Hindi is not yet a language that fetches economic gains

"In a country where less than 20% can speak English, a small elite have colonized their own people by drafting everything important in English, be it forms to fill in, instructions on packages of products ranging from medicines to electronics, or top-level announcements of government policy. This has caused a backlash among some citizens against English and in favour of Hindi. To a native Tamil speaker, English, Hindi and Bengali are equally foreign. The imposition of any of these would feel coercive. Of the three, English has the least number of speakers. It ranks as the 44th most widely spoken language by Indians. Yet, Indians tolerate it because learning English appears to be a skill that translates to upward social and economic mobility. English fluency commands a premium in the labour market. It provides Indian elites with special access, and, when coupled with access to the internet, has the greatest potential to connect one with the world.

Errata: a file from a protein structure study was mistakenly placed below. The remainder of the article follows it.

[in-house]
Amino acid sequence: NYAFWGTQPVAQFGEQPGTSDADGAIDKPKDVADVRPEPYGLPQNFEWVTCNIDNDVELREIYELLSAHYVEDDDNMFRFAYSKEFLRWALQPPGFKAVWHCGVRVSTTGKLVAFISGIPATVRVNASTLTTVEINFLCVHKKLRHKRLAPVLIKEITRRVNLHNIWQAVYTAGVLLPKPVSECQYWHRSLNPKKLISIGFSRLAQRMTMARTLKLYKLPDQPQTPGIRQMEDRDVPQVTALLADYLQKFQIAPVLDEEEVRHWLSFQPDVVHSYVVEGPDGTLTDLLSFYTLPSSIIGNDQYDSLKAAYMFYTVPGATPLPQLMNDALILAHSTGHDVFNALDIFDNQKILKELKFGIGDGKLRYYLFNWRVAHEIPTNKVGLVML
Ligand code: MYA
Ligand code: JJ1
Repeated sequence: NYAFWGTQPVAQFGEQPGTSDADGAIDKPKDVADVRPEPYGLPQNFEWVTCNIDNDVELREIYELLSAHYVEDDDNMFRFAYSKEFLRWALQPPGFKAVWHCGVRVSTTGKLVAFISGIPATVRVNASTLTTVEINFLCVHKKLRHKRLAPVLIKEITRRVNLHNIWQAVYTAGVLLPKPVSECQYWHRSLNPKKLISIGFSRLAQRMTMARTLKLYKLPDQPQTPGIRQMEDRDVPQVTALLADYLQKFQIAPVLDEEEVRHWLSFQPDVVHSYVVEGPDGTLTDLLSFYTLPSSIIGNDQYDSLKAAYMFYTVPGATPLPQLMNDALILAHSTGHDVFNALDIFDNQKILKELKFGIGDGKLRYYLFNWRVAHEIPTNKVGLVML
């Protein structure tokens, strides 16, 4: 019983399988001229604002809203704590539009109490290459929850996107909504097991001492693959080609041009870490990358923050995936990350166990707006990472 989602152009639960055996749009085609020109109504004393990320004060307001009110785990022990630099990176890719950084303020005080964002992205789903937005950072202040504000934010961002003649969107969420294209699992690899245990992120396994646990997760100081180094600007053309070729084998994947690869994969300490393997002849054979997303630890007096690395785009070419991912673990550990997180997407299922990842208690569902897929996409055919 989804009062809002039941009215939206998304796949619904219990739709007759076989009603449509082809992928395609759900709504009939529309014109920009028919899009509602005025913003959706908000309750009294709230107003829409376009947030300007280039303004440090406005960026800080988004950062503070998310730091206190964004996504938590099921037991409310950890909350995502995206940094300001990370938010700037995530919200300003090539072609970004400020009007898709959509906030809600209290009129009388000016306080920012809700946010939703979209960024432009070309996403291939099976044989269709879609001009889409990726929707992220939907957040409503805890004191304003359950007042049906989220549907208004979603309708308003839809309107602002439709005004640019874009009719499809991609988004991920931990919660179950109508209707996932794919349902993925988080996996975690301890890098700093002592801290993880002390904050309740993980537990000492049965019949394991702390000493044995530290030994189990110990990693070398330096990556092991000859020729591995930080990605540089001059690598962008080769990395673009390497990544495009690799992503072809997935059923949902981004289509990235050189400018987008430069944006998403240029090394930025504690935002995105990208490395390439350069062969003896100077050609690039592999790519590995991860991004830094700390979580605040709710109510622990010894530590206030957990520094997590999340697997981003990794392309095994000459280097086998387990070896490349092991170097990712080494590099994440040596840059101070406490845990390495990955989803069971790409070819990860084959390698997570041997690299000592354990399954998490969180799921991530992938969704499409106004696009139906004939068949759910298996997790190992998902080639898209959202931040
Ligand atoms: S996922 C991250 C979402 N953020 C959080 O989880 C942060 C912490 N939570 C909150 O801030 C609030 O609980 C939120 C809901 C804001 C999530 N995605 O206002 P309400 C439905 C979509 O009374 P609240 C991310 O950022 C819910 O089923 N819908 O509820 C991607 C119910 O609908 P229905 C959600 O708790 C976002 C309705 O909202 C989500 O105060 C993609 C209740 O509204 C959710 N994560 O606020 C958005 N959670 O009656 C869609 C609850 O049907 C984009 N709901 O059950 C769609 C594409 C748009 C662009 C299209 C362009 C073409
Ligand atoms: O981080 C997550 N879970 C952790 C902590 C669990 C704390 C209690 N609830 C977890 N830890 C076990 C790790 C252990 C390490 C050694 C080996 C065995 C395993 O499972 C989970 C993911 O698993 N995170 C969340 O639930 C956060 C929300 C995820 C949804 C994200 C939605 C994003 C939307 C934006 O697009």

What advocates of Hindi fail to realize is that non-Hindi speaking Indians will be far less tolerant of Hindi imposition. Hindi speaking regions are generally poorer, provide less economic opportunity, and virtually no upward mobility. If this were not true, Hindi would already have been adopted more widely in non-Hindi speaking regions."